I’m sorry Helen. This is a tough subject because answers don’t come readily to mind. I feel your pain, and guilt. We live in North Carolina, and my mom lives in New York with my sister. My mom’s just turned 70 in April, but she has a health ailment that I worry about. Right now she seems just fine, but she’s had this health problem for six or seven years and I hear that it takes its toll after a while. I worry about her, but she’s okay where she is. For now. She might have to live with us one day, but until that time comes I check on her and try to take one day at a time. Worrying myself about her and being plagued by guilt won’t change the current arrangement, so I try not to dwell on it. I wish I could see her more but she knows we do the best we can when we can. I’m sure your parents and your brother know you’re doing the best you can under the circumstances too.

    Life is hard. We can’t foresee the future and sometimes things don’t work out as planned, like in your dear friend’s case, but we are all just human beings trying to navigate this crazy world and all that’s involved in living in it.

    I pray that you will find peace with the decisions you’ve made, and that things will work themselves out in the long run. 😘😘

    Liked by 1 person

  2. howikilledbetty says:

    Hmmm … yes that’s a really tricky one. None of us can tell you what to do and we wouldn’t anyway. But we can tell you what happened in our situation … So, for what it’s worth … My parents had recently divorced when my dad died suddenly in 2001. I was in a mess, surrounded by a foul husband who later ran off anyway, and two tiny babies. My father had been enormously stressed over some stuff and I was so wrapped up in my own life aged 32 ish (can’t do the maths) that I failed to help. The guilt is still there. My mother died 3 years ago. She lived 2 hours (on a good day … 4 on a bad) away. She had cancer and the last four months were God awful … I had two teenage boys taking GCSE’s and trying to get to her was hard. My sister was even further away and it was a case of waiting for the next call usually from the paramedics. We had looked into nursing homes, but they were awful and she wanted to go into the hospice at the end anyway. What we should have done is got her to live with one of us and with the help of carers looked after her ourselves. But of course she said she didn’t want that anyway as she did t want to be a burden, so we were in a catch 22. Perhaps we should have moved to be closer to her, I just don’t know … I had the boys doing GCSE’s. She died with my sister and I beside her in the hospice that she wanted. I am left with enormous guilt again for not having done more on a consistent basis, after all, she put her life into bringing us up, perhaps the least I should have done is to have looked after her at the end of her life. I don’t know the answer, but that was what happened to us, if it’s of any use to you at all! Sorry for such a maudlin and horribly long response!! Good luck in making your decision …. Honestly, it’s hard, but best wishes. Katie x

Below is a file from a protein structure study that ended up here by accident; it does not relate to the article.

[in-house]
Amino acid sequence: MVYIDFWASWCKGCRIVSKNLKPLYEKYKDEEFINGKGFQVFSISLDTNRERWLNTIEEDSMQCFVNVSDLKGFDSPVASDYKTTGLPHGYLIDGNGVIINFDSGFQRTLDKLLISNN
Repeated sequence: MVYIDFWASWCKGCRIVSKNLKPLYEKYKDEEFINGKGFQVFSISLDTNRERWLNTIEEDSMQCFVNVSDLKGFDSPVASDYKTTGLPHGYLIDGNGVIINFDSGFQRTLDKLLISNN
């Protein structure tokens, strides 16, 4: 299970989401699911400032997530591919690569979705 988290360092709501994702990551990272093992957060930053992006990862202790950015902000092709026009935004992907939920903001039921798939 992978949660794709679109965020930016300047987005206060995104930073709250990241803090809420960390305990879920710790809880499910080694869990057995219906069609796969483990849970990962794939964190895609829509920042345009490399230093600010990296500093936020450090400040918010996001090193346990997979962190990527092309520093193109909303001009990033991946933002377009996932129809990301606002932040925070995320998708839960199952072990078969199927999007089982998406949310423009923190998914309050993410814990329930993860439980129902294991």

Liked by 2 people

  3. Perimenopause Ponderings says:

    Thank you Laurie. You always manage to relate to my posts , share your story and give some advice. Worrying and guilt tripping myself isn’t going to change the cicumstances we have found ourselves in. Currently they are on a two week holiday in Greece with my brother and his partner…so I am definitely guilt free 😊😊. The Villa and pool look amazing. It is a crazy world isn’t it? I try not to think about it too much as it makes my brain hurt 😉 . Hope you have a wonderful weekend and thank you for your lovely kind words.😘

    Liked by 1 person

  4. Perimenopause Ponderings says:

    Hi Katie ! Thanks for following me. Feeling chuffed with every one of my followers that takes the time to read. It’s quite a little community this WP world😊. Like Lauries post above (or is it below!!??) I appreciate you being so open about your own experience. On both occasions, and I am so sorry, because both sound heartbreaking but it seemed life for you was hectic/turbulent and you did what you could. Seems your Mum was similar to my parents with you and your sister and didn’t want to be a burden. And we have to respect that. You did what she wanted. You kept her out of tge care homes. Heard some terrible stories and even my poor Nana was neglected in one 😕. I tried to spin this on its head after reading your reply. What if they were parents who asked me to go home or encouraged the idea? Would I take us all home. Secure life here etc and for how long. On a funnier note this reminds me of my other Nana. She took in her own mother back in 1950 when she was 40 and her mother was 70. She had broken her hip so they thought it wouldn’t be long as she also smoked likeba chimney and drank half a bottle of whisky a day. She lived til she was 92 😱😂 . You never know do you when it will happen. Thanks for reading. Helen xx

    Liked by 2 people

  5. Cozynookbks says: